What is a Budget?

A budget is the sum of the amount allocated for a specific purpose and the summary of expected expenses with a plan to meet them. In general, the word 'budget' is used for the financial planning of an individual or an organization for their estimated income and spending.

We can define a budget as a financial or quantitative statement prepared before a specific period of time of the policy to attain the goals and to control the future functions.

Significance of Budget

Budget is a bridge between where we are and where we want to be after a particular time period. Budgets play a vital role in everyone's day to day life, as it talks about the revenues, spending and a systemized plan. Or we can say it represents the amount in which an individual or an organization has to adjust their expenses in a particular period of time. 

A budget may be surplus, balanced, or deficit. The surplus budgets show that revenues for a particular time period are more than the expenses for the same. It represents the profit-making condition of an individual or organization, or government. This surplus amount can be used in different ways like development projects, for purchasing new assets, debt repayments, or can be invested for future uncertainty.

The balanced budgets are those which show that the income of a particular time period is quite enough to fulfill the expenses of that time period, neither more nor the less. This situation is called a trade-off, where the organization or the individual has no risk, and no profit position as all expenses are covered within the available funds. 

The deficit budgets are those which show the situation where the expenditures of a particular time period are more than the revenues for the same. This is a risky situation for anyone because, in such a condition, one has to use its investment and drop out of the development programs. In the case of an individual, it is very hard to adjust his personal budget because there so many responsibilities that should be fulfilled by him.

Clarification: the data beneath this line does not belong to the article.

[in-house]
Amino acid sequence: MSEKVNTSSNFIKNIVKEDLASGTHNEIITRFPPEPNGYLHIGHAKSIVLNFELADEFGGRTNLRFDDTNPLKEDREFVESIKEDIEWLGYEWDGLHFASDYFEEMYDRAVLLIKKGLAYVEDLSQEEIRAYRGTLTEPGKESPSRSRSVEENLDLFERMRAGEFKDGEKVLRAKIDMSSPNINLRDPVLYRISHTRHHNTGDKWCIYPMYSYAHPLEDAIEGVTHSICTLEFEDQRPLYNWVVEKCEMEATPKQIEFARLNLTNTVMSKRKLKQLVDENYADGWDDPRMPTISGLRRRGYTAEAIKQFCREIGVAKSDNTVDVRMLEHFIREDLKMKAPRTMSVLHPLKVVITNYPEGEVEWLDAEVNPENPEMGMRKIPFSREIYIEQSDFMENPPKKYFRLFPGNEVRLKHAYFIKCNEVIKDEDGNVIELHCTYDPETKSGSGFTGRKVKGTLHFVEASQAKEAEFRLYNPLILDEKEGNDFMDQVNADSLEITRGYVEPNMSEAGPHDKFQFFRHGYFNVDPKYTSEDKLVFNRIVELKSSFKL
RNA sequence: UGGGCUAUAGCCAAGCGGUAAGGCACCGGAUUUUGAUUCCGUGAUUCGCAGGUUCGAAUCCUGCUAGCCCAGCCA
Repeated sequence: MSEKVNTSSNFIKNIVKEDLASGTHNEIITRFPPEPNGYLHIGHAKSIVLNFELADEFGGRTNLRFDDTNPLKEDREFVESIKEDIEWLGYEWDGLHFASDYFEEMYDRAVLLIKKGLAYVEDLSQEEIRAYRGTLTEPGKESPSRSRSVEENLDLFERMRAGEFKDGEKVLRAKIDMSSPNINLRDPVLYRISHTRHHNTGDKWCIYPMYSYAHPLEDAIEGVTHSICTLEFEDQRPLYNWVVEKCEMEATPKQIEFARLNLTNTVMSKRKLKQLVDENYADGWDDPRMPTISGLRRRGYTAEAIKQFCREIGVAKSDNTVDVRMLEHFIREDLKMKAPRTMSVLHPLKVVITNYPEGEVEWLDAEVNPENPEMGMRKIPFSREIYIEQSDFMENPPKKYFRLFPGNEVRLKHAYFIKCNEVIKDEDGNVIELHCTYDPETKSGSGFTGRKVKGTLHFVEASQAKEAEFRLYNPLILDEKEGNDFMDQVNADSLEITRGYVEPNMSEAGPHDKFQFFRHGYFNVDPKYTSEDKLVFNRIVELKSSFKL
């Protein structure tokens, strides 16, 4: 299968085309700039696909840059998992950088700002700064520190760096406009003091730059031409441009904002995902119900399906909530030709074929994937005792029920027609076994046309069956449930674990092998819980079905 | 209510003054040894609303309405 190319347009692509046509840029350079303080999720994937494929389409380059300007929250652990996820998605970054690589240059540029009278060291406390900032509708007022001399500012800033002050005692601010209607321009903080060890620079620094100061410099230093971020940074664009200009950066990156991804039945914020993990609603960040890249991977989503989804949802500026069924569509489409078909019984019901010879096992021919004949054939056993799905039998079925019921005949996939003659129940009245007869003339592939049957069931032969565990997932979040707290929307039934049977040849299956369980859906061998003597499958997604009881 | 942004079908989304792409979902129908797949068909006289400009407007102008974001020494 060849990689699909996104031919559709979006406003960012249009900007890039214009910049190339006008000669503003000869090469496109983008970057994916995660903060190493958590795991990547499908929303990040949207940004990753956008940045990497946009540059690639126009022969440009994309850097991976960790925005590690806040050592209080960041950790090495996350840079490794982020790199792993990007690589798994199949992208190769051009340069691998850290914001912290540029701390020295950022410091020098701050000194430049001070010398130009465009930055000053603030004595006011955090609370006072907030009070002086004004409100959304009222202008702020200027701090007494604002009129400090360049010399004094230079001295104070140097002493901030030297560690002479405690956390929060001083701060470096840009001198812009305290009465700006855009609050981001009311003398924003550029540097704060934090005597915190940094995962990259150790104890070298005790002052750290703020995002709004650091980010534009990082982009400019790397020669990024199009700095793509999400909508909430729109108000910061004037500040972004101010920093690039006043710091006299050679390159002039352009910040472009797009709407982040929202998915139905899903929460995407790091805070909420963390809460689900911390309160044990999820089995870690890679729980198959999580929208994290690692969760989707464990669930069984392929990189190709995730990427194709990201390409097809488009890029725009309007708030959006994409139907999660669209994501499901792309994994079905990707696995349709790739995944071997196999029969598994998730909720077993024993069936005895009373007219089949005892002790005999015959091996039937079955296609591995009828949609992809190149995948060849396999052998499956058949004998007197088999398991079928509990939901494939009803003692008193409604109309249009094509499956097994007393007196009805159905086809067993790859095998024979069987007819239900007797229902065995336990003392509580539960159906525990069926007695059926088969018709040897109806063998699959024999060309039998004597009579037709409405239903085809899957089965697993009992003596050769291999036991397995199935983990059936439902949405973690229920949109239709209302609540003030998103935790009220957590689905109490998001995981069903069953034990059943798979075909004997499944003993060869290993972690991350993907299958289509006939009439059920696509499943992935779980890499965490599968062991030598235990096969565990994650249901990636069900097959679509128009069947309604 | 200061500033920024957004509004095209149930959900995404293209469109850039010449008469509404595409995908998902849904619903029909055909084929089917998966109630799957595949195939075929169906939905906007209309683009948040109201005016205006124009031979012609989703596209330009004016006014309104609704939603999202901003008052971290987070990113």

We can say that budget gives a pathway for future projects as it shows the current situation and estimates the future uncertainty. Budgets work as a blueprint to accomplish current and future projects. 

Features of a Budget

  • Budget is a plan: It is a pre-planned statement about the income, expense debt, credits, cash flow, and the spending plan.
  • Budgeting is a continuous process: As it never ends, to accomplish any task or project or a daily job, one needs to prepare a plan about income and expenses. Without a proper plan, we cannot do any task.
  • Budgets have a universal application: Budgets are prepared by everyone, i.e., a government of a country, an organization, or an individual. Everyone needs a financial plan for their income and spending.
  • Budgets are prepared to face future uncertainty:  Budgets are prepared on the basis of income and expenses, so it easily helps in predicting future uncertainty. So, one can be ready to face them.  
  • Budgets are different for everyone:  If it is prepared by a government, then the government has to think about the whole country, and the expenditures and the revenues are considered at the macro level, and the impact will be seen in the long term. But when it is prepared by an individual, then he only makes a monthly budget with his monthly income and monthly expenses. And sometimes, it may be a daily or weekly budget on the basis of the income pattern of an individual. In the same way, while preparing the budget, an organization will consider its financial goals for the particular budget period.
  • Budget is prepared for a particular time: The time period is fixed while preparing the budget. It may be short-term or maybe long-term.
  • Budget is expressed in financial or quantitative terms: Budget includes the information about income, spending, payments, credits, debts, etc.; these all are in quantitative terms.

Classification of Budgets

The budgets are classified as following.

On the basis of the time periodOn the basis of conditionOn the basis of functions involvedOn the basis of flexibility
Short term budget Long term budgetBasic budget Current budgetMaster budget Functional budgetFixed Budget Flexible budget

On the Basis of Time Period

  • Short-term budget: The budgets which are prepared for one year or less than one year. Such as the Union budget prepared by the government, personal budget, administrative budget, material budget, etc.
  • Long-term budget: The budgets which are prepared for more than one year. Such as capital expenditure budget, research, and development budget, etc.

On the Basis of Condition

  • Basic budget:  Basic budgets are long-term budgets. These are the plans which require a huge financial and need a proper worksheet to implement. These are prepared regularly according to the estimated cash and credits of that specific time.
  • Current budget: These are short-term or one-time budgets. These are prepared according to the current situation, such as any medical emergency, sudden breakdown in any asset, and unexpected expenses. For example, in today's scenario, COVID-19 has changed everyone's budget, and they have to use their emergency fund.